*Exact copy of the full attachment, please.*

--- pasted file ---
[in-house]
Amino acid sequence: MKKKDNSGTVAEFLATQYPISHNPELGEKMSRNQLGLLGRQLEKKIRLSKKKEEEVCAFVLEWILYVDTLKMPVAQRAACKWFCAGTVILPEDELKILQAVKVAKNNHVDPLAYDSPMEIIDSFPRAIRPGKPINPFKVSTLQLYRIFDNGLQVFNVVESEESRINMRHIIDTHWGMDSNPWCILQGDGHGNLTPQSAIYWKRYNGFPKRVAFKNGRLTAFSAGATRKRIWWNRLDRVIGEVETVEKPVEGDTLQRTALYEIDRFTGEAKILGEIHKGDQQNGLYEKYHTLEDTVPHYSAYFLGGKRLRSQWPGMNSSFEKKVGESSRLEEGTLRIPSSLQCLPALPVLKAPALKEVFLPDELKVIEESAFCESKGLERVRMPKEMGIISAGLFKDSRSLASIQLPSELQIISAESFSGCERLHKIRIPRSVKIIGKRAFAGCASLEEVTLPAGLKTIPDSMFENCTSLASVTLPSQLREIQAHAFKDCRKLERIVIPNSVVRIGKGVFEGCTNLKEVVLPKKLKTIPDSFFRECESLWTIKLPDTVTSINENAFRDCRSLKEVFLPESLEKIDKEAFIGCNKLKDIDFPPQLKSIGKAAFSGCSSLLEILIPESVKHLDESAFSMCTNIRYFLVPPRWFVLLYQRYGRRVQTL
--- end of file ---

[in-house]
Amino acid sequence: MKKKDNSGTVAEFLATQYPISHNPELGEKMSRNQLGLLGRQLEKKIRLSKKKEEEVCAFVLEWILYVDTLKMPVAQRAACKWFCAGTVILPEDELKILQAVKVAKNNHVDPLAYDSPMEIIDSFPRAIRPGKPINPFKVSTLQLYRIFDNGLQVFNVVESEESRINMRHIIDTHWGMDSNPWCILQGDGHGNLTPQSAIYWKRYNGFPKRVAFKNGRLTAFSAGATRKRIWWNRLDRVIGEVETVEKPVEGDTLQRTALYEIDRFTGEAKILGEIHKGDQQNGLYEKYHTLEDTVPHYSAYFLGGKRLRSQWPGMNSSFEKKVGESSRLEEGTLRIPSSLQCLPALPVLKAPALKEVFLPDELKVIEESAFCESKGLERVRMPKEMGIISAGLFKDSRSLASIQLPSELQIISAESFSGCERLHKIRIPRSVKIIGKRAFAGCASLEEVTLPAGLKTIPDSMFENCTSLASVTLPSQLREIQAHAFKDCRKLERIVIPNSVVRIGKGVFEGCTNLKEVVLPKKLKTIPDSFFRECESLWTIKLPDTVTSINENAFRDCRSLKEVFLPESLEKIDKEAFIGCNKLKDIDFPPQLKSIGKAAFSGCSSLLEILIPESVKHLDESAFSMCTNIRYFLVPPRWFVLLYQRYGRRVQTL